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Officials take stock of Chautauqua Lake sewer project, discuss adding territory to district

February 11, 2016
By Jimmy McCarthy ( , Westfield Republican

Sewering the north end of Chautauqua Lake is proceeding as officials convened Friday to discuss plans to add a small portion of territory.

A project within the town of Chautauqua is looking to convert the Chautauqua Heights District's wastewater treatment plant into a pump station. The town-led project would allow the conveyance of effluent from the district, which serves Chautauqua Lake Estates, into the North Chautauqua Lake Sewer District's wastewater treatment plant in Mayville. Properties located between districts would be added to the sewer system. The estimated cost for the project to decommission the plant, install a pump station and add lines is $3.2 million.

Local officials, AECOM, an environmental engineering firm, and New York Environmental Facilities Corporation, a state agency providing financial assistance, discussed funding options as well as the project's initial steps. Tom Carlson, NCLSD director, said the project will look to add 100 potential users between districts into the county's northern wastewater treatment facility. The project will look to reach Maple Springs once the full sewer extension on the east side is complete.

"It's just a little piece of the pie we're trying to knock off. It seems to be doable at this point," Carlson said. "One of the major issues is that the (Chautauqua Heights) wastewater treatment plant is in such disrepair that there's really no thought of upgrading it at this point. We're trying to get it included into the north district and move on from there."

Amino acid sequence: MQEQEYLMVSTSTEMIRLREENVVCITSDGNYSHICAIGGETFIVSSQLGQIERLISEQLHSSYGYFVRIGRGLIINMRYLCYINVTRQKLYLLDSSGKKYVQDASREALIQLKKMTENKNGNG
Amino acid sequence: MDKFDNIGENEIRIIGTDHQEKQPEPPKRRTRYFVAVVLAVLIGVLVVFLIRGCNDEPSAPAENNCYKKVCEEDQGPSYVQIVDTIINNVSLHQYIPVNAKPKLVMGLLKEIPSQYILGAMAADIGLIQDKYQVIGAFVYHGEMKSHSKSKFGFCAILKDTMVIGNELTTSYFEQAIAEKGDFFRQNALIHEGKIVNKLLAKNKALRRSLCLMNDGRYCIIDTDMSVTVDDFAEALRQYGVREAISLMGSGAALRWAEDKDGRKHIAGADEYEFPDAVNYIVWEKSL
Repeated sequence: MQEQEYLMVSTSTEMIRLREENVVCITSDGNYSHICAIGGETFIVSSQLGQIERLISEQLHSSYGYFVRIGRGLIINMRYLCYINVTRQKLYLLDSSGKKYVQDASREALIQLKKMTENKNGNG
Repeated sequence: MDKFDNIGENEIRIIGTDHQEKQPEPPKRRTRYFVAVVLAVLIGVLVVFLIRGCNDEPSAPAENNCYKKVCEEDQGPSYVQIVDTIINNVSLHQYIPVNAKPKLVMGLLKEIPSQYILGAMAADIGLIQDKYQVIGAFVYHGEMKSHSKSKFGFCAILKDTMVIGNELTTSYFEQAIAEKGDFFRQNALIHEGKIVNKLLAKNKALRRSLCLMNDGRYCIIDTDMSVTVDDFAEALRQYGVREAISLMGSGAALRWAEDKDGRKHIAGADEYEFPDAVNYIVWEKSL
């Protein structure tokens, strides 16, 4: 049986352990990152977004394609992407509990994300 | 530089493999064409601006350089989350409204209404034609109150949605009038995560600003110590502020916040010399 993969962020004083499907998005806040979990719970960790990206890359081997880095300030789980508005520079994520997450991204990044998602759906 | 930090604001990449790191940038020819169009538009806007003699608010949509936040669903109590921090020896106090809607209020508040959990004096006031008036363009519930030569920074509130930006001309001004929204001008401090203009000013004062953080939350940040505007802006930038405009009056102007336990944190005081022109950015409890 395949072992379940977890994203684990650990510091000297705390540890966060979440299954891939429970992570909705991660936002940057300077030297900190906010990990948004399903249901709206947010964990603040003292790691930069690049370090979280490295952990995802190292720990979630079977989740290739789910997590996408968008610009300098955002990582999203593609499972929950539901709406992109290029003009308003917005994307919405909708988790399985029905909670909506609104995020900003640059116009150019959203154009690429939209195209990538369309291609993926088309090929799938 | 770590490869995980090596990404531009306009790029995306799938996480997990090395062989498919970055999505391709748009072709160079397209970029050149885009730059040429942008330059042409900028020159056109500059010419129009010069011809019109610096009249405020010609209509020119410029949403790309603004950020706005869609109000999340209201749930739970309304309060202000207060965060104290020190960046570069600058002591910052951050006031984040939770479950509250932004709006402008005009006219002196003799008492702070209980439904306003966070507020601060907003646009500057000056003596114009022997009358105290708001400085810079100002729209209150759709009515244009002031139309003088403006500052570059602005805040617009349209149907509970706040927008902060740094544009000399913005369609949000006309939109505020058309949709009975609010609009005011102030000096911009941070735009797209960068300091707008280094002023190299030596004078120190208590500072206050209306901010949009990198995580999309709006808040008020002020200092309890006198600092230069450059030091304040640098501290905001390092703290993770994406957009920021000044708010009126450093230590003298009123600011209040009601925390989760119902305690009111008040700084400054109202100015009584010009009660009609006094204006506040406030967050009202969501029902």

J.C. Smith, environmental project manager for Environmental Facilities Corporation, said the project, which will build conveyance from the town's sewer district to the county's sewer plant, could be eligible to receive 0 percent financing for 30 years through the state revolving fund. Opportunities for clean water grants and possibilities to obtain funds through the Water Quality Improvement program were also discussed.

"We know we want to be able to sewer the lake and we will do small projects to get it in our grasp," said Dave McCoy, county watershed coordinator.

The NCLSD is set for upgrades to its treatment plant to meet total maximum load daily requirements and limit phosphorus from entering the lake.

Overall, County Executive Vince Horrigan said he's encouraged by the progress to sewer Chautauqua Lake - an approximate $60 million investment.

"We have to do this step by step," Horrigan said. "The Chautauqua Heights pump station connecting into the sewer plant along with extension of the district is going to capture a good part of what we need on the north end."

An extension along the southern end of Chautauqua Lake is also moving forward. The extension involving the South and Center Sewer District's treatment plant spans from Goose Creek to Prendergast Point.



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